It was during a catwalk show that Miers met the late Two Fat Ladies star Clarissa Dixon Wright, who helped the young food lover land a place at the prestigious Ballymaloe Cookery School in Cork, Ireland.

After the course finished, Miers travelled to Mexico to indulge her passion once more and, on returning to the UK, entered and won MasterChef.

These days, when she isn’t working at her restaurant chain, writing books or appearing on TV, Miers happily spends time with her husband and two young daughters; she has a three-year-old and a 16-month-old.

“They’ve eaten bits and pieces of chillies, always,” she says, adding that her eldest recently started helping her in the kitchen on occasion.

Miers also enjoys eating out to keep on top of new food trends — although the slim star confesses she’ll “always order chips if they’re on the menu”.

And when it comes to chillies, she recommends “going lower rather than higher”.

“Definitely, when I go to Mexico I can eat a really hot sauce, but [here] it’s not like I smother all my food with them,” she adds. “I always think that subtle chilli spicing is a lot more interesting than blowing your head off.”

Here are three recipes from Chilli Notes for you to try at home...


2tbsp olive oil

1 onion, diced

2 sticks celery, finely sliced

1/2tsp Turkish chilli flakes, plus more to garnish

1tsp coriander seeds, crushed

2 garlic cloves, chopped

1 medium floury potato, peeled and diced

1 large head of cauliflower, broken up into large florets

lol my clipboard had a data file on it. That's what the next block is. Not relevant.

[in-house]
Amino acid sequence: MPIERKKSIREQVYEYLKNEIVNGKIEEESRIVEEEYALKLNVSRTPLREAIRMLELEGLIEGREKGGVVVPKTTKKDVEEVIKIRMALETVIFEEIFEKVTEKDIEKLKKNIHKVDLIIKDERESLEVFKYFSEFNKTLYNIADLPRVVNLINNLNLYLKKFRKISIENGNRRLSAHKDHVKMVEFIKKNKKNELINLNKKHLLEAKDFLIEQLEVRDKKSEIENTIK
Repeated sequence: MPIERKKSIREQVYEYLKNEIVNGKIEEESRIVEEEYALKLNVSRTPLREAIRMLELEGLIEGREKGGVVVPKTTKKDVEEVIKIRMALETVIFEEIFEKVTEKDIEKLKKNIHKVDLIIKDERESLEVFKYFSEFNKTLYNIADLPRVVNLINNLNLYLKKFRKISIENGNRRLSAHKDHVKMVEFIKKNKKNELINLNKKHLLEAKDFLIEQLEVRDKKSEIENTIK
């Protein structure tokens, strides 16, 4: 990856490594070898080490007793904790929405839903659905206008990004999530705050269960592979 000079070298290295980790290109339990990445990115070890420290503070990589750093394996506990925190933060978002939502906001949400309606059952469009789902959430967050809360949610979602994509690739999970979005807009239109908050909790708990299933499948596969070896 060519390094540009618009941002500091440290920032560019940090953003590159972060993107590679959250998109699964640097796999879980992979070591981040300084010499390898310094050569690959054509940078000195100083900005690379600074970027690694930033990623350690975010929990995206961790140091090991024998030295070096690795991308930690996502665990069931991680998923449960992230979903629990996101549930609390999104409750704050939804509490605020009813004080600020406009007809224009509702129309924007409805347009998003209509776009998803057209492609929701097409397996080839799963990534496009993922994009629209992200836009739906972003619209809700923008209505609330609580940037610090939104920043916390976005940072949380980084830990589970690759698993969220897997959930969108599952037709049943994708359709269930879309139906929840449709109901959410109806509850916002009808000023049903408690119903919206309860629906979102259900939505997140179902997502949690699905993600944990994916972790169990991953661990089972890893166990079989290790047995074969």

1 litre vegetable stock or water

Salt and pepper

For the salsa:

1 large, ripe Hass avocado, peeled, de-stoned and diced

25g hazelnuts, toasted and roughly chopped

Juice of 1 lime

2 spring onions, finely diced

2tbsp olive oil

1 small bunch coriander, roughly chopped

Salt and pepper

Heat a large saucepan or casserole dish, pour in the olive oil, then add the onion, celery, chilli and coriander seeds. Season to taste then cook, stirring occasionally, for about 10 minutes until the onion has turned silky soft and translucent. Add the garlic and potato and cook for a further few minutes, stirring to coat the potato in oil before finally adding the cauliflower and enough stock or water to cover.

Simmer the broth until the cauliflower is completely tender. Whizz up with a stick blender and taste to check the seasoning, adding more salt and pepper if you think it needs it.

Stir all the salsa ingredients together and season to taste. Serve the creamy soup with dollops of the fresh, zingy salsa on top and a scattering of chilli flakes, if you like.


230g ready-made all-butter puff pastry

150g roasted red peppers (jarred to make it easy), cut into strips